Making quick and efficient decisions as restrictions lift requires an accurate and real-time picture of company data to continuously monitor for changing conditions.
As the world continues to navigate the implications of COVID-19 and get back to work discussions, the time is now for the C-suite to reconsider the role data is serving in their evolving strategies. There’s been an abundance of abstract discussions for many years around the power of analytics to make an impact. However, many leadership teams have discovered that a crisis is not the time to uncover a gap in data availability or a deficient governance process around personally identifiable information (PII) data and other sensitive information.
There have always been go-to business analysts who crunch numbers for organizations, but organizations need the C-suite ready to act on relevant and timely data. After all, companies may have all the data in the world but can quickly become paralyzed or ineffectual without the ability to understand it and act quickly.
C-suite executives must become more familiar with modern analytical concepts. For example, executives need to move from relying on descriptive analytics, which is information after the fact, to predictive analytics that outlines various scenarios and conditions to make predictions about the future. As a starting point, I’ve outlined several questions executives should be asking themselves, not only in the immediate term but in a post-COVID world as well.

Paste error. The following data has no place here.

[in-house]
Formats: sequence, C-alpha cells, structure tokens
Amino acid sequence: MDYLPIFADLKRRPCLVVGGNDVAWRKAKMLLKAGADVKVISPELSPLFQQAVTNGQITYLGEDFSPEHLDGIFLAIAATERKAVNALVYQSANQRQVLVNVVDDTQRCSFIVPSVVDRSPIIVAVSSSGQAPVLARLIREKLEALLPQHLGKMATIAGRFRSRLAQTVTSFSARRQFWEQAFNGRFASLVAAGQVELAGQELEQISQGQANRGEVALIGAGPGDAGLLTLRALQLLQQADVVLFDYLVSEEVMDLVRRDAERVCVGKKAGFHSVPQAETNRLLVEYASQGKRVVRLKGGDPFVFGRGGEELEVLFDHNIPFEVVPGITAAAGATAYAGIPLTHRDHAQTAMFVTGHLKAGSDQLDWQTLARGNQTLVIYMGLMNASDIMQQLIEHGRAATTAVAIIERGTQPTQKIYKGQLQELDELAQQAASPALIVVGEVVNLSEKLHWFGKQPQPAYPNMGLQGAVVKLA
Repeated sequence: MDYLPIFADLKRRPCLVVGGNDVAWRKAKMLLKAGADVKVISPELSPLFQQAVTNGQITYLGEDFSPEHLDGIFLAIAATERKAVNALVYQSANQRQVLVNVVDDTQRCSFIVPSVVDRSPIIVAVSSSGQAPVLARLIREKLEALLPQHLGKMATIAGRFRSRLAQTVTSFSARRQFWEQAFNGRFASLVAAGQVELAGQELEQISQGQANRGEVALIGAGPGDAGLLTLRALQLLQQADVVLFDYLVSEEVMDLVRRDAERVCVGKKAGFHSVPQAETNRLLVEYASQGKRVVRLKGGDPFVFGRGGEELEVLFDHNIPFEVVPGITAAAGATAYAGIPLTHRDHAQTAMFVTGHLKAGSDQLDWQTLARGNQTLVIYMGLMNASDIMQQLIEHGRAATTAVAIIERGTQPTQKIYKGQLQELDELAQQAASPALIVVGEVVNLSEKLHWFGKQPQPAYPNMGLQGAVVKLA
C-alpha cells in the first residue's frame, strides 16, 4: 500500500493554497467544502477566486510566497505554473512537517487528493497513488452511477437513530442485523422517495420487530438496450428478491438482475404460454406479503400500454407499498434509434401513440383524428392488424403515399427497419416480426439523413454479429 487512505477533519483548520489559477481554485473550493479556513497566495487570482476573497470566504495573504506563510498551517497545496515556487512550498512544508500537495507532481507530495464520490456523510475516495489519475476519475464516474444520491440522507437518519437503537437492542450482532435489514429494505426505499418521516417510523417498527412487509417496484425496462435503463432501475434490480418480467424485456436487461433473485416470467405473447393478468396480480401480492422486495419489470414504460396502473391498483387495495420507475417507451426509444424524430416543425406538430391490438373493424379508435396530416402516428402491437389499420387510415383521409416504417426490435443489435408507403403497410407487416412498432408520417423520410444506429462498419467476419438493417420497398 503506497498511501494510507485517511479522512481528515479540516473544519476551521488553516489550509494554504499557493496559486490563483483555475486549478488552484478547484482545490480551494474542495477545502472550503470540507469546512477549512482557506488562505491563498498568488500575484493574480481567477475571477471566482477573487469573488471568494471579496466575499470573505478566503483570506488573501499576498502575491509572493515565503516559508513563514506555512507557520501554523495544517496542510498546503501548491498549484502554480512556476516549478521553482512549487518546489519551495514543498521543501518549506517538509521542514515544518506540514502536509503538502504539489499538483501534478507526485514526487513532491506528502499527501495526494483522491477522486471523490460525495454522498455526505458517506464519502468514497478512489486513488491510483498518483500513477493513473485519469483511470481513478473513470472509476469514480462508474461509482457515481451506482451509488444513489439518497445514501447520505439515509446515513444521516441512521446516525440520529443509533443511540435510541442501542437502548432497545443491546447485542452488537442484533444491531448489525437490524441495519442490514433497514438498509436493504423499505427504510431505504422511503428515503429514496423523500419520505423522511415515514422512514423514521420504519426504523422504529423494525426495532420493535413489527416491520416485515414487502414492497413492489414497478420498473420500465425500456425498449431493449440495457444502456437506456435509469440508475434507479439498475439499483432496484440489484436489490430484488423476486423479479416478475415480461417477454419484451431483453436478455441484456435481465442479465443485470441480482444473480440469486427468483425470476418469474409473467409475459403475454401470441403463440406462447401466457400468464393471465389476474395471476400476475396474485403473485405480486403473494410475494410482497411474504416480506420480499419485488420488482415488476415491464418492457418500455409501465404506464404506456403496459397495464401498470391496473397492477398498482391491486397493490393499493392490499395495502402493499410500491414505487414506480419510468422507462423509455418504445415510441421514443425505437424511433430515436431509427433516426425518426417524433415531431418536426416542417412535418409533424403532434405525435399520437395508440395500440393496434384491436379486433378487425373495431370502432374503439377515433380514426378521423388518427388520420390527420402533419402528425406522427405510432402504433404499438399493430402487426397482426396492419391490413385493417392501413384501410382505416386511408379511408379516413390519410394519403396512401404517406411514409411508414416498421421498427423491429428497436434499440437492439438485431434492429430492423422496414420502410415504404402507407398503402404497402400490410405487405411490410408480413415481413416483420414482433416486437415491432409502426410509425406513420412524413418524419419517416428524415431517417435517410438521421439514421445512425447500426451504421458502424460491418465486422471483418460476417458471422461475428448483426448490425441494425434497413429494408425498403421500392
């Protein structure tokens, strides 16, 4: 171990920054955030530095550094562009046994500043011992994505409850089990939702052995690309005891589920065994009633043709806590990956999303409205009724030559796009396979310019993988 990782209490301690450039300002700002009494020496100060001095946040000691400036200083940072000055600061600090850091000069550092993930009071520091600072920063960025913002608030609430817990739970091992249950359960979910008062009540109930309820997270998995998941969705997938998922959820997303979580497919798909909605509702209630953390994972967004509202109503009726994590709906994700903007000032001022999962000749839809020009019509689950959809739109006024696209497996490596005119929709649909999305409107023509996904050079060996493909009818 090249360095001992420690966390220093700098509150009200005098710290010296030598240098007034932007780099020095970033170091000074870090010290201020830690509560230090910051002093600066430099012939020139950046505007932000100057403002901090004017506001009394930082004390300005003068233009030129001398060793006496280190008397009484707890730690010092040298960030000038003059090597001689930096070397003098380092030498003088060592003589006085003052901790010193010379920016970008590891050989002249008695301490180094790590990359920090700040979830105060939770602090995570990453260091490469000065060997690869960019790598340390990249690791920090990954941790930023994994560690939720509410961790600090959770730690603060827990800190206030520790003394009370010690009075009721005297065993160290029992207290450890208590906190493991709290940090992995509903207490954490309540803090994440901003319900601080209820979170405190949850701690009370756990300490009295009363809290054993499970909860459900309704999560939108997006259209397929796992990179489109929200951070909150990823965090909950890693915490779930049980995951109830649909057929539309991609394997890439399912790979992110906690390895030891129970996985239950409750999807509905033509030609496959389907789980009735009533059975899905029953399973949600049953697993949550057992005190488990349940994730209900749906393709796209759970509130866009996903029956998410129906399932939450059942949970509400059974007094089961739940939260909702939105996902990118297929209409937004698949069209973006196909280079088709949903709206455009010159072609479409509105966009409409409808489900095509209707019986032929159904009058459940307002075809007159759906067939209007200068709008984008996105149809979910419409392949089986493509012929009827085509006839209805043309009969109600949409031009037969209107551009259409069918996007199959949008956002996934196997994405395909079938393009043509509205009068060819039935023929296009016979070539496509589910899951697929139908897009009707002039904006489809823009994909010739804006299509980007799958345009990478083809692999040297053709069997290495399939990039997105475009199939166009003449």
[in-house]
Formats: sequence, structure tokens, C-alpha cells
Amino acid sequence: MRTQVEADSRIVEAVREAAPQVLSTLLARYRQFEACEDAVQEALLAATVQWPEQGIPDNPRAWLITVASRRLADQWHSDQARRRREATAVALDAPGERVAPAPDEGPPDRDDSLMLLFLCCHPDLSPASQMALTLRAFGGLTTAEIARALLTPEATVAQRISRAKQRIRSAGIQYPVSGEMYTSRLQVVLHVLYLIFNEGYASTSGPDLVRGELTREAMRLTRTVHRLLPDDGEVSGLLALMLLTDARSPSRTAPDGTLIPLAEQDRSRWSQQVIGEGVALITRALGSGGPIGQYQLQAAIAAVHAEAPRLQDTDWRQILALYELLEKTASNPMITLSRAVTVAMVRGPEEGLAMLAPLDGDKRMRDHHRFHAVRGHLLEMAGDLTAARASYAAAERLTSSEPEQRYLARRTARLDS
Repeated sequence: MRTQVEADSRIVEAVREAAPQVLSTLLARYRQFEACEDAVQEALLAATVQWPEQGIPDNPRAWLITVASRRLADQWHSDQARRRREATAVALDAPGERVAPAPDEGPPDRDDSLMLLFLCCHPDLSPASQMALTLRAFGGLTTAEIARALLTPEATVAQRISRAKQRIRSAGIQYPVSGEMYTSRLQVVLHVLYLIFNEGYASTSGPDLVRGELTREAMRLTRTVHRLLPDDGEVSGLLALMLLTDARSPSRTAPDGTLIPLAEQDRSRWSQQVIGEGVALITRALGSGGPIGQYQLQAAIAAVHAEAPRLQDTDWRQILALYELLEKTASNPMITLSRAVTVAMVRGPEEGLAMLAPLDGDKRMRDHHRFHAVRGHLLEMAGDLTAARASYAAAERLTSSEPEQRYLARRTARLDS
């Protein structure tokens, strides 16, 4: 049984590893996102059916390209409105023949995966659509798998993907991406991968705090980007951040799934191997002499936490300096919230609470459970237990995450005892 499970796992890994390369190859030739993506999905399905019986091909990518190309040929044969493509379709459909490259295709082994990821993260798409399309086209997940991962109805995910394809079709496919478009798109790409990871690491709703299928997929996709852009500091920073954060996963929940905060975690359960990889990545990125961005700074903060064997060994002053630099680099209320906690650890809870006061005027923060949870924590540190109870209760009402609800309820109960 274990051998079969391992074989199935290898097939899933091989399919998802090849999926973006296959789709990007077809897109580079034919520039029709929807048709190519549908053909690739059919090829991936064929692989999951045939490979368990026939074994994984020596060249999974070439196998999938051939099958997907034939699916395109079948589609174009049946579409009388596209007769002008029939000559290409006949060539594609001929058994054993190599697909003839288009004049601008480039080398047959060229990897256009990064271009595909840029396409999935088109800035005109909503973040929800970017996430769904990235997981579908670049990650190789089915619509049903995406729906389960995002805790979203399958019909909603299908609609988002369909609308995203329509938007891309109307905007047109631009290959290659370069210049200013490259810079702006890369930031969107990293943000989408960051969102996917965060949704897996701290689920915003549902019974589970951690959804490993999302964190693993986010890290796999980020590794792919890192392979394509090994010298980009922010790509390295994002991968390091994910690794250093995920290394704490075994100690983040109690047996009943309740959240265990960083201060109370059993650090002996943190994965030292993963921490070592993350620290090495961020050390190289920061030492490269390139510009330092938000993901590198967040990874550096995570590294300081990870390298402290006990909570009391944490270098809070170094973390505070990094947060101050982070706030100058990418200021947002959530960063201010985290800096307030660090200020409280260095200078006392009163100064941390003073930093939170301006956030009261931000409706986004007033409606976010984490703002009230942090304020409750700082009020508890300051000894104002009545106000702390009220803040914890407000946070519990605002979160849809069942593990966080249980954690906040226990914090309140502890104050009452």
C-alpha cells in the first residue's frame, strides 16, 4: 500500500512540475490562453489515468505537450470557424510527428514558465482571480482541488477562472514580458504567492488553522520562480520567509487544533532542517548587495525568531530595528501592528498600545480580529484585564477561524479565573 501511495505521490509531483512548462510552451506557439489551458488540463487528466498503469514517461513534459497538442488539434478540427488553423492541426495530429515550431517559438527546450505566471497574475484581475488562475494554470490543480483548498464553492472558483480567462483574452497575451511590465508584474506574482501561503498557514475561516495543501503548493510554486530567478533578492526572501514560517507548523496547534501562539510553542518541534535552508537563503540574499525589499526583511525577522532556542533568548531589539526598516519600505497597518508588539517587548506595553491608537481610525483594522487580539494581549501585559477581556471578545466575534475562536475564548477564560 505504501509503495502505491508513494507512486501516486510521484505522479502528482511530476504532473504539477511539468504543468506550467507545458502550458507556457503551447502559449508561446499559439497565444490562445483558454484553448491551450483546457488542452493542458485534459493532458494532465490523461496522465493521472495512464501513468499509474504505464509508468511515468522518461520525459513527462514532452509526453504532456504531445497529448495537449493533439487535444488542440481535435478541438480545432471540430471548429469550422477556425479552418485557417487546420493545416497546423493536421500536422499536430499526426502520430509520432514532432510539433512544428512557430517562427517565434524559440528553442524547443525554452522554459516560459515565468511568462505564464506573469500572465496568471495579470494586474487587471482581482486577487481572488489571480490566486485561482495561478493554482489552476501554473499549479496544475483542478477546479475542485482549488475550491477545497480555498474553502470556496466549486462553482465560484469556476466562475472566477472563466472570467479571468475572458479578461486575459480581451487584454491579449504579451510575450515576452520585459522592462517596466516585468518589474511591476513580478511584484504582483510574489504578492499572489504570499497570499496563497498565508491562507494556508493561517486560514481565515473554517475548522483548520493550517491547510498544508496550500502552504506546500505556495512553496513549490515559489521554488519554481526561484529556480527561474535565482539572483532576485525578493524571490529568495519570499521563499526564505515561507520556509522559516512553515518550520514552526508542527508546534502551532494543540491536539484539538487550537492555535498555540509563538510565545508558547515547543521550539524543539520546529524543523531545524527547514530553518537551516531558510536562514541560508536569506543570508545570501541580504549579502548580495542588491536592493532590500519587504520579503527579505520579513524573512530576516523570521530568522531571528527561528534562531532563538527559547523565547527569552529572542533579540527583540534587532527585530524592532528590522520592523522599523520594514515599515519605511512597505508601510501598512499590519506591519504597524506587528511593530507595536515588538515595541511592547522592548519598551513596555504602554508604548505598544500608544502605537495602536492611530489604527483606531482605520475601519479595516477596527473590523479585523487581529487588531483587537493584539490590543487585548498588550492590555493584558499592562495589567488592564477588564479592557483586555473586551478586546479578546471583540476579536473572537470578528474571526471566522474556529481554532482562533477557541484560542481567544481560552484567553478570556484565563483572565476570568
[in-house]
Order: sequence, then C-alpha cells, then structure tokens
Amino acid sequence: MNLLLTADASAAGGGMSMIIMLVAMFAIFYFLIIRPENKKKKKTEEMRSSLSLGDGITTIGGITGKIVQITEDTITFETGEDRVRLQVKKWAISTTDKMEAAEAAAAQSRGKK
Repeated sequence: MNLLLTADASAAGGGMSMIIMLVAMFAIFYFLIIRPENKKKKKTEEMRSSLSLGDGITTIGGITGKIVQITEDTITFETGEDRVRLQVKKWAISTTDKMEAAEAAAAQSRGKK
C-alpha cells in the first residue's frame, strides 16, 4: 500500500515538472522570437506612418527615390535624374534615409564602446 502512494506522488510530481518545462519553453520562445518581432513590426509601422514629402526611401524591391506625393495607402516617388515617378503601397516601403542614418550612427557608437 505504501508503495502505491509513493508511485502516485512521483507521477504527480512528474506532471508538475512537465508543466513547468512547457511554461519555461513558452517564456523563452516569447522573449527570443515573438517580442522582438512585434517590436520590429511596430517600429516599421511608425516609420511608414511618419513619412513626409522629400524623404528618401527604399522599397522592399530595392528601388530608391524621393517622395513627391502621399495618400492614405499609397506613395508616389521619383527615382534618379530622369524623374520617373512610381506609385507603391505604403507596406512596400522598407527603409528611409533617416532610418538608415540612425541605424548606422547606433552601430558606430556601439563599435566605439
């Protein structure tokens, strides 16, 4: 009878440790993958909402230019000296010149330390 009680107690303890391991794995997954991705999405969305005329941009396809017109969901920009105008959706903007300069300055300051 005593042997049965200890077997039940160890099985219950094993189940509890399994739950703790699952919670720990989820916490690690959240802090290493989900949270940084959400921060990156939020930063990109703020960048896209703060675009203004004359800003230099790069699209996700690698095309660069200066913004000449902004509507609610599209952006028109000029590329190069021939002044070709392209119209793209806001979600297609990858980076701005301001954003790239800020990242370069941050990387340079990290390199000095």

Where Are My Employees and are They Safe?
As companies begin to envision a new normal, there are important office and real estate decisions that you are assuredly considering regarding appropriate remote work procedures so employees can return to the office safely. To do this quickly and efficiently as restrictions lift –and to enable continuous monitoring for changing conditions – an accurate and real-time picture of company data will be crucial.
A recent survey by Gartner found that 41 percent of employees are more likely to work at least some of the time post-pandemic remotely. As offices re-open, you must determine and monitor employee needs for all three possible scenarios – full-time return, full time remote, and a split/shift mix. For example, analytics will be crucial in accurately determining if there are enough desks for all employees who wish to return to the office, what resources remote workers need based on role, or if relocation/downsizing of offices will fit the short and long term staff cultural needs.
Where are My Customers and How Affected are They by the Pandemic?
With the COVID-19 crisis evolving daily, it’s important for the C-suite to carefully evaluate all aspects, but especially regarding customers. Given social distancing and the reduction of operations, decision-makers need to have real-time customer data available on-call. This will not only help organizations understand their customers’ needs and ensure consistent service/product delivery and performance but also help predict unexpected steps you need to take to ensure satisfaction based on changing conditions.